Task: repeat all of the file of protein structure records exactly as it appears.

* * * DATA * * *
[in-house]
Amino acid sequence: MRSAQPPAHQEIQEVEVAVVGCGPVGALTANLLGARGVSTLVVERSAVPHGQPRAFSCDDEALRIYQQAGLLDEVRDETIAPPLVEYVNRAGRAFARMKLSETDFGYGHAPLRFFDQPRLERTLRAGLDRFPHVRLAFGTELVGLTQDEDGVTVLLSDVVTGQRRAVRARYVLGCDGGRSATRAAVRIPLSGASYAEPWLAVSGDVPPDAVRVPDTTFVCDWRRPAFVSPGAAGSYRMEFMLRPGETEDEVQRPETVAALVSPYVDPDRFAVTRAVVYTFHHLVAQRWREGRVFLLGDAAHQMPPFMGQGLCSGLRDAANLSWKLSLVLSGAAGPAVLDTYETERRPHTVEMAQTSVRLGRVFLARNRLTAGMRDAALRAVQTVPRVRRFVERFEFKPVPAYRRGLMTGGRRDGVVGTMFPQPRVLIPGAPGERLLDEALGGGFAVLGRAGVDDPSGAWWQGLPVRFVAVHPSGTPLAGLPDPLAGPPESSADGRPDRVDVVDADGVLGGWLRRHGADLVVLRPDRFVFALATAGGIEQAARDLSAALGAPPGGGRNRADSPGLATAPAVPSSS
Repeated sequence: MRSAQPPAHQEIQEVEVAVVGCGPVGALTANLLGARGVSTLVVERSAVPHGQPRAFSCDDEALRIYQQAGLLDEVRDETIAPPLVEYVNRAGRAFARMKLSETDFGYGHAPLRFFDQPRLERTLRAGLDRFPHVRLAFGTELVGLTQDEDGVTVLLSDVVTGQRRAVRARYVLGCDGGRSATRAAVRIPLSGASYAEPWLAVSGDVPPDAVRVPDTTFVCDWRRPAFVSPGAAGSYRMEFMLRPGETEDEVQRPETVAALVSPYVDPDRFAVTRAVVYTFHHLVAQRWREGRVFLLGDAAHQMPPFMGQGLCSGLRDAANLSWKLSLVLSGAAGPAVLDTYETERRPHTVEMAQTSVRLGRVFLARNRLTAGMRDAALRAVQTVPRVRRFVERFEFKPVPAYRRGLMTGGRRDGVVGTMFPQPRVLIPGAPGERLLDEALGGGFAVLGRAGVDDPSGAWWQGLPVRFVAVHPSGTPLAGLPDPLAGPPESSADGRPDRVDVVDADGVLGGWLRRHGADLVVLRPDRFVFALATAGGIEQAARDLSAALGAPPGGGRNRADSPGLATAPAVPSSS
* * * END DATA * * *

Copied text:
[in-house]
Amino acid sequence: MRSAQPPAHQEIQEVEVAVVGCGPVGALTANLLGARGVSTLVVERSAVPHGQPRAFSCDDEALRIYQQAGLLDEVRDETIAPPLVEYVNRAGRAFARMKLSETDFGYGHAPLRFFDQPRLERTLRAGLDRFPHVRLAFGTELVGLTQDEDGVTVLLSDVVTGQRRAVRARYVLGCDGGRSATRAAVRIPLSGASYAEPWLAVSGDVPPDAVRVPDTTFVCDWRRPAFVSPGAAGSYRMEFMLRPGETEDEVQRPETVAALVSPYVDPDRFAVTRAVVYTFHHLVAQRWREGRVFLLGDAAHQMPPFMGQGLCSGLRDAANLSWKLSLVLSGAAGPAVLDTYETERRPHTVEMAQTSVRLGRVFLARNRLTAGMRDAALRAVQTVPRVRRFVERFEFKPVPAYRRGLMTGGRRDGVVGTMFPQPRVLIPGAPGERLLDEALGGGFAVLGRAGVDDPSGAWWQGLPVRFVAVHPSGTPLAGLPDPLAGPPESSADGRPDRVDVVDADGVLGGWLRRHGADLVVLRPDRFVFALATAGGIEQAARDLSAALGAPPGGGRNRADSPGLATAPAVPSSS
Repeated sequence: MRSAQPPAHQEIQEVEVAVVGCGPVGALTANLLGARGVSTLVVERSAVPHGQPRAFSCDDEALRIYQQAGLLDEVRDETIAPPLVEYVNRAGRAFARMKLSETDFGYGHAPLRFFDQPRLERTLRAGLDRFPHVRLAFGTELVGLTQDEDGVTVLLSDVVTGQRRAVRARYVLGCDGGRSATRAAVRIPLSGASYAEPWLAVSGDVPPDAVRVPDTTFVCDWRRPAFVSPGAAGSYRMEFMLRPGETEDEVQRPETVAALVSPYVDPDRFAVTRAVVYTFHHLVAQRWREGRVFLLGDAAHQMPPFMGQGLCSGLRDAANLSWKLSLVLSGAAGPAVLDTYETERRPHTVEMAQTSVRLGRVFLARNRLTAGMRDAALRAVQTVPRVRRFVERFEFKPVPAYRRGLMTGGRRDGVVGTMFPQPRVLIPGAPGERLLDEALGGGFAVLGRAGVDDPSGAWWQGLPVRFVAVHPSGTPLAGLPDPLAGPPESSADGRPDRVDVVDADGVLGGWLRRHGADLVVLRPDRFVFALATAGGIEQAARDLSAALGAPPGGGRNRADSPGLATAPAVPSSS